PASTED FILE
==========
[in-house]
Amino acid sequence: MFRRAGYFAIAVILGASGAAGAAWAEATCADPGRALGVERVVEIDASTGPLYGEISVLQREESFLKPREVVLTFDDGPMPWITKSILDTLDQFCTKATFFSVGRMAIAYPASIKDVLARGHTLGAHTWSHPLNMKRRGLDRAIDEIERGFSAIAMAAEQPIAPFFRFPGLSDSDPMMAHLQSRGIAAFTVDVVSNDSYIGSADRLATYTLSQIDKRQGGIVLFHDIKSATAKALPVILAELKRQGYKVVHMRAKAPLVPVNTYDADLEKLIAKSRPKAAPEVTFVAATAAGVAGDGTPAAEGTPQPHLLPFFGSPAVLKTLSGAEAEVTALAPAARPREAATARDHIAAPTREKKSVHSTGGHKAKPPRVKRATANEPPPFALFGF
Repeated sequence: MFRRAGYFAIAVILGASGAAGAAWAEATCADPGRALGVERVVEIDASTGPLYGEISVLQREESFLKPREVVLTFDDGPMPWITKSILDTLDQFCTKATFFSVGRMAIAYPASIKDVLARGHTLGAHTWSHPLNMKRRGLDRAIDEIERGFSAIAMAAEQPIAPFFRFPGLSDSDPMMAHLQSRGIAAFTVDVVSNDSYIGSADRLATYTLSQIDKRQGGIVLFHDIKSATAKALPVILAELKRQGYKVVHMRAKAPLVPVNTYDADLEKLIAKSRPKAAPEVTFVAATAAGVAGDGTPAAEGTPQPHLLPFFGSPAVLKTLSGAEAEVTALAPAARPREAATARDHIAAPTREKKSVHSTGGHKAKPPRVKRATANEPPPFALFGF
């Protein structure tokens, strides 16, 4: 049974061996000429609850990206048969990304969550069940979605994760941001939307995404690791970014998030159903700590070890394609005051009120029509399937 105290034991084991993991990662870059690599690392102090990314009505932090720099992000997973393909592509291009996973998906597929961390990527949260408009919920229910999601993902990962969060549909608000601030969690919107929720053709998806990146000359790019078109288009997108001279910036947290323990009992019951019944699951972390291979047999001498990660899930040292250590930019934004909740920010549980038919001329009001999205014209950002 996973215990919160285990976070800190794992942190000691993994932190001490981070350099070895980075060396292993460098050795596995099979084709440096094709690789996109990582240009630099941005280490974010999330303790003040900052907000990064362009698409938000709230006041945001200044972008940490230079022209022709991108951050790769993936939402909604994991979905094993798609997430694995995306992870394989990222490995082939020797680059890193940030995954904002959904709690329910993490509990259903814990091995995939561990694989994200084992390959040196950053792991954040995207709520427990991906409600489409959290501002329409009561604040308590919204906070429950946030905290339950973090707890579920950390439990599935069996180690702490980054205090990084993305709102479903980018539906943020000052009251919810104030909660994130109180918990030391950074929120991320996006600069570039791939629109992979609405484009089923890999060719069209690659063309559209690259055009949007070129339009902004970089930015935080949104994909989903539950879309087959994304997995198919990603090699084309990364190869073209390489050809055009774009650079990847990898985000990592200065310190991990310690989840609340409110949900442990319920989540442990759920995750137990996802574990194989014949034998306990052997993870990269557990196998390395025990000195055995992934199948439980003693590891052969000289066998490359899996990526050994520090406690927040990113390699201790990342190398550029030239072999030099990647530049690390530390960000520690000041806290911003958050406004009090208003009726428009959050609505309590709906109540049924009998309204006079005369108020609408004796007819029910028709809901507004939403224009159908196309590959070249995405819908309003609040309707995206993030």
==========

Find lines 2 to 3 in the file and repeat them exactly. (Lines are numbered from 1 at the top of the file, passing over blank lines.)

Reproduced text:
Amino acid sequence: MFRRAGYFAIAVILGASGAAGAAWAEATCADPGRALGVERVVEIDASTGPLYGEISVLQREESFLKPREVVLTFDDGPMPWITKSILDTLDQFCTKATFFSVGRMAIAYPASIKDVLARGHTLGAHTWSHPLNMKRRGLDRAIDEIERGFSAIAMAAEQPIAPFFRFPGLSDSDPMMAHLQSRGIAAFTVDVVSNDSYIGSADRLATYTLSQIDKRQGGIVLFHDIKSATAKALPVILAELKRQGYKVVHMRAKAPLVPVNTYDADLEKLIAKSRPKAAPEVTFVAATAAGVAGDGTPAAEGTPQPHLLPFFGSPAVLKTLSGAEAEVTALAPAARPREAATARDHIAAPTREKKSVHSTGGHKAKPPRVKRATANEPPPFALFGF
Repeated sequence: MFRRAGYFAIAVILGASGAAGAAWAEATCADPGRALGVERVVEIDASTGPLYGEISVLQREESFLKPREVVLTFDDGPMPWITKSILDTLDQFCTKATFFSVGRMAIAYPASIKDVLARGHTLGAHTWSHPLNMKRRGLDRAIDEIERGFSAIAMAAEQPIAPFFRFPGLSDSDPMMAHLQSRGIAAFTVDVVSNDSYIGSADRLATYTLSQIDKRQGGIVLFHDIKSATAKALPVILAELKRQGYKVVHMRAKAPLVPVNTYDADLEKLIAKSRPKAAPEVTFVAATAAGVAGDGTPAAEGTPQPHLLPFFGSPAVLKTLSGAEAEVTALAPAARPREAATARDHIAAPTREKKSVHSTGGHKAKPPRVKRATANEPPPFALFGF